• [21:02 26/03/2004] <+sully> and almost any fish that is swimming--lol
  • [21:02 26/03/2004] * @craig whistles about the sids
  • [21:02 26/03/2004] <@Jessica> LOL
  • [21:02 26/03/2004] <@Jessica> hehe
  • [21:03 26/03/2004] <+sully> yea-those sids came out of craigs tank
  • [21:03 26/03/2004] <+sully> roflmao
  • [21:03 26/03/2004] <russ> Sully, I totally agree with you on the space requirements for this fish, even though they are of the smaller cichlids
  • [21:03 26/03/2004] <+sully> russ, i played with lots of populations in different tanks. 3 sq ft seems to be ideal
  • [21:03 26/03/2004] <+sully> 2.5 works
  • [21:04 26/03/2004] <+sully> just not as well--and i am talking pairs
  • [21:04 26/03/2004] <russ> The ones I have had breed for me were in 20 gal H tanks. Tied 15 gals, 20 Longs, but the additional depth of the highs were needed before they even thought about breeding :-)
  • [21:04 26/03/2004] <+sully> did you use any dithers
  • [21:04 26/03/2004] <rewm> mine is a 20 high
  • [21:05 26/03/2004] <russ> nope, no dithers. They were pretty spartan tanks with the exception of 'flower potted' plantings
  • [21:05 26/03/2004] <+sully> mine breed well in 40 breeder--or 29, or 75. 40 is least active breeding tank--probably something to do with age as well for me.
  • [21:06 26/03/2004] <+sully> lots of people talk about a 10 for breeding--i just dont like that idea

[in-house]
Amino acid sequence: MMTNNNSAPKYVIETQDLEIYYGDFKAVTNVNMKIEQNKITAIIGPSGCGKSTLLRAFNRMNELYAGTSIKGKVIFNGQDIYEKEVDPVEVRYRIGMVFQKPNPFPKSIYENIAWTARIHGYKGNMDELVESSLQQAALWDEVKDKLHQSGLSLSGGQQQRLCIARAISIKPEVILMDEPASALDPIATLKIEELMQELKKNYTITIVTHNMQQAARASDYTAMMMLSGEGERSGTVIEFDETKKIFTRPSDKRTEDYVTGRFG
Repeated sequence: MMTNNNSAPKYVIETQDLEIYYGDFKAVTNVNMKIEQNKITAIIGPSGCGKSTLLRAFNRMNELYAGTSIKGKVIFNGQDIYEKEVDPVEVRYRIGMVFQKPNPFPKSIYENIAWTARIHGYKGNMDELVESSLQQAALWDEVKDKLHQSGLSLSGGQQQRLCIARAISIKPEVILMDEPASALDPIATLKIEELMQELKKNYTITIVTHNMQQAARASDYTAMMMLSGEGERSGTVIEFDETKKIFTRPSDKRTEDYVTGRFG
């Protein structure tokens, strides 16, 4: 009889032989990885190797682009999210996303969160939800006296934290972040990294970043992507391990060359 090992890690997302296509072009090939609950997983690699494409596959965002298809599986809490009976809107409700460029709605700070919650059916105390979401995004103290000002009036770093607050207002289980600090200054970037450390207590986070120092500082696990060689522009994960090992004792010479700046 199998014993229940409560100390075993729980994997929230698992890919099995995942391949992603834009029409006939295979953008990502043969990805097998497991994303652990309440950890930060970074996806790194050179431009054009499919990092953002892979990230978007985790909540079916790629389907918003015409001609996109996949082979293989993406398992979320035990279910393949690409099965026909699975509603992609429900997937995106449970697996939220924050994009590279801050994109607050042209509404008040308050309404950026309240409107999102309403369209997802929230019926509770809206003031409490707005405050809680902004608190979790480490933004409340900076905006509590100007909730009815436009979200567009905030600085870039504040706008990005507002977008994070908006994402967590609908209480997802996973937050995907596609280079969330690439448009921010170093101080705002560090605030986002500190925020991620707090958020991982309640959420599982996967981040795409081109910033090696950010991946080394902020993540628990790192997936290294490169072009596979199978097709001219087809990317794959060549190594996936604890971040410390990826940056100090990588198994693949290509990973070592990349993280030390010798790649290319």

• [21:06 26/03/2004] <+sully> it works--just not for me
  • [21:06 26/03/2004] <russ> I also used the 20Hs for single breeding pairs of Bolivian rams too
  • [21:07 26/03/2004] <russ> 10 gals are a bit small for these little 'roamers'
  • [21:07 26/03/2004] <+sully> i got 6 bolivians in my big tank--i will see if they breed--never went at it with that intent--they are a cool fish--hardy as hell and fairly colorful
  • [21:07 26/03/2004] <+sully> and they take no guff from anybody else--lol
  • [21:08 26/03/2004] <russ> the rams actually are capable of attaining sizes that are usually not documented ;-)
  • [21:08 26/03/2004] <+sully> i have seen 4" but that is biggest
  • [21:09 26/03/2004] <+sully> SL
  • [21:09 26/03/2004] <russ> yes, Ive had 4 inch breeders for the blues and pushing 5.5 with Bolivians
  • [21:09 26/03/2004] <+sully> yea--i saw a bolivian that size at the lfs yesterday--i almost bought it--lol
  • [21:09 26/03/2004] <+sully> first and only one
  • [21:09 26/03/2004] <russ> if one thinks a 2inch ram is a colorful fish, they should see a 4 incher....even more colorful:-)
  • [21:10 26/03/2004] <+sully> they had one of those at this years ACA. even made it into photos of the show--won some award--it was a beauty
  • [21:11 26/03/2004] <russ> the acclimation period and disease prospects that you covered were very true and is one of the main 'keys' to keeping and maintaining these fish :-)
  • [21:12 26/03/2004] <+sully> i had to learn that the hard way--killed 6 of them
  • [21:12 26/03/2004] <+sully> i should have done better research and been less trusting of lfs guy
  • [21:13 26/03/2004] <russ> the 'bullish shaped' head that was mentioned is unfortuneately common also..They should have a uniformed oval-bullet shape